Frank Lloyd Wright was one of the most prolific and renowned architects of the 20th century, a radical designer and intellectual who embraced new technologies and materials, pioneered do-it-yourself construction systems as well as avant-garde experimentation, and advanced original theories with regards to nature, urban planning, and social politics. Marking the 150th anniversary of the American architect’s birth on June 8, 1867, MoMA presents Frank Lloyd Wright at 150: Unpacking the Archive, a major exhibition that critically engages his multifaceted practice. The exhibition comprises approximately 450 works made from the 1890s through the 1950s, including architectural drawings, models, building fragments, films, television broadcasts, print media, furniture, tableware, textiles, paintings, photographs, and scrapbooks, along with a number of works that have rarely or never been publicly exhibited. Structured as an anthology rather than a comprehensive, monographic presentation of Wright’s work, the exhibition is divided into 12 sections, each of which investigates a key object or cluster of objects from the Frank Lloyd Wright Foundation Archives, interpreting and contextualizing it, and juxtaposing it with other works from the Archives, from MoMA, or from outside collections. The exhibition seeks to open up Wright’s work to critical inquiry and debate, and to introduce experts and general audiences alike to new angles and interpretations of this extraordinary architect.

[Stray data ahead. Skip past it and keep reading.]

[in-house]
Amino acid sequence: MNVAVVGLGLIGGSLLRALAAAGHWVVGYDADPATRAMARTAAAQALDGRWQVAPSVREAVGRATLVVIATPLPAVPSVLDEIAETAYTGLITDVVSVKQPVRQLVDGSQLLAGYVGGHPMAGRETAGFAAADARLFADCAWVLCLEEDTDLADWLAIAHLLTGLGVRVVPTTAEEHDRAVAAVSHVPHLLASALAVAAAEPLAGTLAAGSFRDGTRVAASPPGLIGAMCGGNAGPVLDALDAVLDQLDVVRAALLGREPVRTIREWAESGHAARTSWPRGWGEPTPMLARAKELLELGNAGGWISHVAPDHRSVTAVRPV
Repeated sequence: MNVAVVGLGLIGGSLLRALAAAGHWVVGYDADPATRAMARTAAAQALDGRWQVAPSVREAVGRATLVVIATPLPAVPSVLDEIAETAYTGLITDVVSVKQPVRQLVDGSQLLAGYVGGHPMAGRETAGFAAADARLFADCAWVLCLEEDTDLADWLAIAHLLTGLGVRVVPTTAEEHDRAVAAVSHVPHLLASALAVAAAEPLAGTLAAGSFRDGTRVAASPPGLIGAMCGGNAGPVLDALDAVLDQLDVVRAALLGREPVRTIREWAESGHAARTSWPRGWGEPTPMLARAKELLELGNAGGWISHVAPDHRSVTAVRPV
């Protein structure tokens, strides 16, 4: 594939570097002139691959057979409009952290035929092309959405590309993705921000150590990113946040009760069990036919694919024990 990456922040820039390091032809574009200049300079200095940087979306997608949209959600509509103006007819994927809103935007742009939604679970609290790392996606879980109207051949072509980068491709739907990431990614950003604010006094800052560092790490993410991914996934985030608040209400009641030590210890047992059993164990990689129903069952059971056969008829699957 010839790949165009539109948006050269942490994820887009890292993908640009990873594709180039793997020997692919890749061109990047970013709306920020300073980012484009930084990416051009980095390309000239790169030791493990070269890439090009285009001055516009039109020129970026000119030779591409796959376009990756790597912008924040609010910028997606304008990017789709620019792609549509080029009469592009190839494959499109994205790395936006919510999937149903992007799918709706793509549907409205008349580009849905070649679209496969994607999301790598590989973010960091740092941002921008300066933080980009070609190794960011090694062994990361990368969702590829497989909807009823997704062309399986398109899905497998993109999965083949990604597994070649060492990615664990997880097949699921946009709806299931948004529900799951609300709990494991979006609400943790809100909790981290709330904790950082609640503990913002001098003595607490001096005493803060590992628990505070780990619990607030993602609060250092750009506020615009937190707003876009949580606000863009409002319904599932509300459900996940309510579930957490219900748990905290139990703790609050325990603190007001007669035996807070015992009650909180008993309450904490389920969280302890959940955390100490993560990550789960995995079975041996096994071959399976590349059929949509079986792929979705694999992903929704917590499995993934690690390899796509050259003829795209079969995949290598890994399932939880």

Architecture Exhibitions International
11 West 53rd Street, New York City NY 10019
Sat–Thu 10:30 am–5:30 pm, Fri 10:30 am–8 pm
Frank Lloyd Wright. March Balloons. 1955. Drawing based on a c. 1926 design for Liberty magazine. Colored pencil on paper, 28 1/4 x 24 1/2" (71.8 x 62.2 cm). The Frank Lloyd Wright Foundation Archives (The Museum of Modern Art | Avery Architectural & Fine Arts Library, Columbia University, New York)